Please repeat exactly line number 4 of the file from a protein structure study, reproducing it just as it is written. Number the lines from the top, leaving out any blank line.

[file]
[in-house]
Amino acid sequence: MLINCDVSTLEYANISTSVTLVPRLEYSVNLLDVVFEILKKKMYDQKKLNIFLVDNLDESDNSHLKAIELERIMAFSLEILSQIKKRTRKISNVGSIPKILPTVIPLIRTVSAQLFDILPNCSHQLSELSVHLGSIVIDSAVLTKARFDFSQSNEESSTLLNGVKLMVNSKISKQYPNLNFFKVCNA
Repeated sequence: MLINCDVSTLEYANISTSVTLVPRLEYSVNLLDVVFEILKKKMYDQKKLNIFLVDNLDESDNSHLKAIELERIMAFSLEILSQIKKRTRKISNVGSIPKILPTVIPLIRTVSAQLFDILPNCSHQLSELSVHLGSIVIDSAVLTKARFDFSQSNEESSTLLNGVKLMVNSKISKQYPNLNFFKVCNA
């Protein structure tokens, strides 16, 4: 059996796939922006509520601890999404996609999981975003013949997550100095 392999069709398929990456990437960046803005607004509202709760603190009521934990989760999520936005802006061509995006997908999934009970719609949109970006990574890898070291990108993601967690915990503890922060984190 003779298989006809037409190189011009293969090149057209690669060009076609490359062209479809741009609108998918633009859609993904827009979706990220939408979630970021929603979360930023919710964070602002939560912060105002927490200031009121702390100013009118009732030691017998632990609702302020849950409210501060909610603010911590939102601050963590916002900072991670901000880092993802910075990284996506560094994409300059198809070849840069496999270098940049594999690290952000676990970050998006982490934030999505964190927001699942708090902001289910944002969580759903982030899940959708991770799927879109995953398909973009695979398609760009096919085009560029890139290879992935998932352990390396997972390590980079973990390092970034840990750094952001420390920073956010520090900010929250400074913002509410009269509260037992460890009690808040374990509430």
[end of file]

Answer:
């Protein structure tokens, strides 16, 4: 059996796939922006509520601890999404996609999981975003013949997550100095 392999069709398929990456990437960046803005607004509202709760603190009521934990989760999520936005802006061509995006997908999934009970719609949109970006990574890898070291990108993601967690915990503890922060984190 003779298989006809037409190189011009293969090149057209690669060009076609490359062209479809741009609108998918633009859609993904827009979706990220939408979630970021929603979360930023919710964070602002939560912060105002927490200031009121702390100013009118009732030691017998632990609702302020849950409210501060909610603010911590939102601050963590916002900072991670901000880092993802910075990284996506560094994409300059198809070849840069496999270098940049594999690290952000676990970050998006982490934030999505964190927001699942708090902001289910944002969580759903982030899940959708991770799927879109995953398909973009695979398609760009096919085009560029890139290879992935998932352990390396997972390590980079973990390092970034840990750094952001420390920073956010520090900010929250400074913002509410009269509260037992460890009690808040374990509430």